Our Philosophy of Practice
a Chronological Journey
My practice involves giving the patient as much in depth structural care, related lifestyle education, and supportive tools as possible on a visit. It also includes the utilization of clinical nutritional support to speed up the healing process as is indicated. This represents a break from the traditional (usual and customary – archaic?) doling out of health services and information in dribs and drabs at the patient’s expense of time and suffering to a more modern patient-centered one of efficient time management, and problem resolution via comprehensive treatment and enhanced patient education/involvement.
My clinical experience has shown that the majority of people are deficient in the key mineral magnesium and in the essential omega 3 fatty acid-eicosapentaenoic (EPA). This concurs with the findings of leading nutritionally oriented doctors like Dr. Barry Sears (in a personal conversation he agreed that 90% of people have insufficient magnesium) and Dr. Steve Sinatra, cardiologist – who wrote that 70% of people in America are deficient in magnesium. A recent survey of the US population found 99.9% of people to be deficient in EPA.
The mineral magnesium has been out of the top soils in industrialized countries for the last 80 years and we have only replaced nitrogen, potassium and phosphorous (NPK fertilizers). Magnesium is necessary for 300 enzyme systems (which is 80% of the total) in the human body and is essential for the production of ATP-the body’s main energy source and nerve signal transmission. It also acts as a muscle relaxer. Calcium on the other hand acts as a muscle contractor and in the United States today we have far too much calcium – read Walter Willett’s new book “Eat, Drink and be Healthy.” He is the head of Harvard Medical School’s Department of Nutrition.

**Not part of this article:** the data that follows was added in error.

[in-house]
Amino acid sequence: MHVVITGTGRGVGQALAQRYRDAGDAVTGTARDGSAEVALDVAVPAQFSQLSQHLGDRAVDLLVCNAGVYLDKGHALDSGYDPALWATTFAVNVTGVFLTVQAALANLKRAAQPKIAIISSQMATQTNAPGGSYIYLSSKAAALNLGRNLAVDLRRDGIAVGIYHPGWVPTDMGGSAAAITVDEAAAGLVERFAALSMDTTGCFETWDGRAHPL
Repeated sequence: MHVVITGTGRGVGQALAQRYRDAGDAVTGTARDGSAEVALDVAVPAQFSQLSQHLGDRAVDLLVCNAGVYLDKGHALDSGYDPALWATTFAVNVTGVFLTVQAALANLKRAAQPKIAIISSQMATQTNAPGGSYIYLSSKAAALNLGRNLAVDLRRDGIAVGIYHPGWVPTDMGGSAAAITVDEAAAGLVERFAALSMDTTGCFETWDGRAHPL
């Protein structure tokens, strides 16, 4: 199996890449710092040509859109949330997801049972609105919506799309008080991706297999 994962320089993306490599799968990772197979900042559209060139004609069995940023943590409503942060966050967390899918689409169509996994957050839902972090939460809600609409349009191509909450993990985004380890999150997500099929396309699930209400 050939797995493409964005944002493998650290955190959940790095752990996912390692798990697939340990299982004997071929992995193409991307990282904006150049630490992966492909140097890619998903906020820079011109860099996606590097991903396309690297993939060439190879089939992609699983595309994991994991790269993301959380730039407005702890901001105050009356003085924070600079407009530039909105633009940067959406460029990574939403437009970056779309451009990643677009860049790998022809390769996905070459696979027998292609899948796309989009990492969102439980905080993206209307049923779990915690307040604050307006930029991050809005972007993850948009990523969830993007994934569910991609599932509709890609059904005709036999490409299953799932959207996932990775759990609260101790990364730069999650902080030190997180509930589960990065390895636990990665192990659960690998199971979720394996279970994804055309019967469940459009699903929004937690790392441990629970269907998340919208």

Low magnesium levels in our diet is just half of the problem. Magnesium is depleted by stress, sweat, caffeinated beverages, carbonated beverages, alcoholic beverages, phosphorous containing soft drinks, pollution, prescription drugs and most multivitamin mineral supplements and calcium supplements because they are skewed 2 to 1 calcium to magnesium. So basically everything is working against your body’s ability to maintain an adequate magnesium reservoir. This is especially true when you consider that magnesium absorption is adversely affected by dysinsulinism. This refers to the skyrocketing blood sugars of a society living on stress, caffeine, refined carbohydrates, sugar and missed meals.